The Save Our Schools effort had a huge impact on public policy this year. What are its leaders planning for 2019?
Voting Rights Groups Urge Court To Force Arizona To Act On Voter Registrations
On Wednesday a federal judge listened to arguments for an urgent response to violations of the National Voter Registration Act.
Voting rights groups are asking a federal judge to force Arizona's secretary of state to alert voters their registration information may not be up to date.
KJZZ’s Jimmy Jenkins was at the hearing watching this play out. He joined The Show's Mark Brodie to discuss it.
MARK BRODIE: So Jimmy, what's the basis for this lawsuit?
JIMMY JENKINS: Voting rights groups filed a lawsuit against the state, alleging Arizona violated the National Voter Registration Act by administering a program that doesn't properly sync motor vehicle records with voter registration records. Specifically when you update your home address through the Department of Motor Vehicles — the system is supposed to, according to this act, automatically update your home address tied to your voter registration records. But this doesn't happen in Arizona. At this hearing in federal court yesterday, League of Women Voters Arizona co-president Robyn Prud'homme-Bauer testified that she and other plaintiffs in the case became aware of a problem with the voter registration system.
BRODIE: Well, why is this a problem?
JENKINS: The problem is you move, you update with DMV, you think you're all set, so you go to the new polling place on Election Day, but you haven't actually been updated with voter registration. So you're not technically at the right place and you'll have to vote a provisional ballot, which these voting rights groups say is an unnecessary burden, or worse, you are an early voter and your ballot just went to the wrong address and you never got it.
BRODIE: How many people do we think could be affected by this lapse between these systems?
JENKINS: At this hearing, Eric Jorgensen is the director of ADOT Motor Vehicle Division. He told the court there had been 488,100 address updates since November of 2016. Eric Spencer, who serves as the state election director for the secretary of state's office, said of those updates about 380,000 had been identified as cases where the address for the motor vehicle registration did not match the address for a person's voter registration. So we're looking at about 380,000 people.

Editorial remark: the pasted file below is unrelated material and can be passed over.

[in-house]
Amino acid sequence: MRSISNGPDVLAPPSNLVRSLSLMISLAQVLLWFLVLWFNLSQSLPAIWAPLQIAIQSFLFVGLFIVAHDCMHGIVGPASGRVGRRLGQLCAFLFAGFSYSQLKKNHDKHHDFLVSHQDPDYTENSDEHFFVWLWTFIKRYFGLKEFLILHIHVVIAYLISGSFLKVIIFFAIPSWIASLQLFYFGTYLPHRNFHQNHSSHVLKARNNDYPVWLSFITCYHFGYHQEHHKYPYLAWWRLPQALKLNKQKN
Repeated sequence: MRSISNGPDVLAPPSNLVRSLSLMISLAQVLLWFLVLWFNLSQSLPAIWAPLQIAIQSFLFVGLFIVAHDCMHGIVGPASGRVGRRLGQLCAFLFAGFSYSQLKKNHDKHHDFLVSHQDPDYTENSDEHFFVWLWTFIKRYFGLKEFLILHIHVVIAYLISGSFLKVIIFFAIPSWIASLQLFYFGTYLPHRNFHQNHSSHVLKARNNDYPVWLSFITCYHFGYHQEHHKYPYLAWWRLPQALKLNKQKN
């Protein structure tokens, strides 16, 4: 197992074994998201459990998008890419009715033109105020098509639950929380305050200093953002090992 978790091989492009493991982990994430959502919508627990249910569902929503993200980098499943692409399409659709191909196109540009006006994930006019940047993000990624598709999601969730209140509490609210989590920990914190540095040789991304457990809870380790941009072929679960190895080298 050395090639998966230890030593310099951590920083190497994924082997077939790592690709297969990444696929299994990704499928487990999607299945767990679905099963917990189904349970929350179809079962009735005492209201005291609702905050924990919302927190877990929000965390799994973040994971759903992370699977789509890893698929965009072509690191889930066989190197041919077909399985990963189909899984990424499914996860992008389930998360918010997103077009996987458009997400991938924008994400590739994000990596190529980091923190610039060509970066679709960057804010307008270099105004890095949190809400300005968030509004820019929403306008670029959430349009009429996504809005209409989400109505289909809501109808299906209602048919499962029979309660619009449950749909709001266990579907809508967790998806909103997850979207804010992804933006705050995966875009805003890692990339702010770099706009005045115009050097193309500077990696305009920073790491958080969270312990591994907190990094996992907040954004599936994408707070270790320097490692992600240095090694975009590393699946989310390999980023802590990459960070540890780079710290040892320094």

BRODIE: That's a lot of people, I mean, what do the voting rights groups want to have happen now?
JENKINS: Well, long-term they want the system updated so it goes with the act, which they said they're working with different parties to accomplish, but right now they're asking this judge for a mandatory preliminary injunction. They want him to order the secretary of state to send a remedial letter to all potentially affected voters, tell them the situation and include in that letter a new voter registration form. There was some discussion as to whether the secretary of state's office has the authority to do this. Also state officials didn't even know if it was physically possible. You'd have to get a bunch of lawyers to agree on the wording of this letter, print it, ship it, all of which they said it would be burdensome, time-consuming and costly.
BRODIE: So Jimmy, did you get a sense of how the judge might rule in this case? And maybe even more importantly, what kind of timetable we're talking about here as the election is just a couple of months away?
JENKINS: Yeah, the judge seemed very skeptical on several fronts. He didn't seem convinced that the secretary of state had this authority. He seemed to think that an action needed to be taken at the DMV to fix this. He also said several times that asking for an injunction like this came with very high burden for the plaintiffs to meet and he didn't seem very convinced that they had met it as he listened to the closing arguments yesterday. So the judge said he would take the matter under advisement. Plaintiffs ask for a remedial letter to be drafted no later than September 17, which is Monday, so happening quick.
BRODIE: All right that's KJZZ'S Jimmy Jenkins. Thanks, Jimmy.
JENKINS: My pleasure, thank you.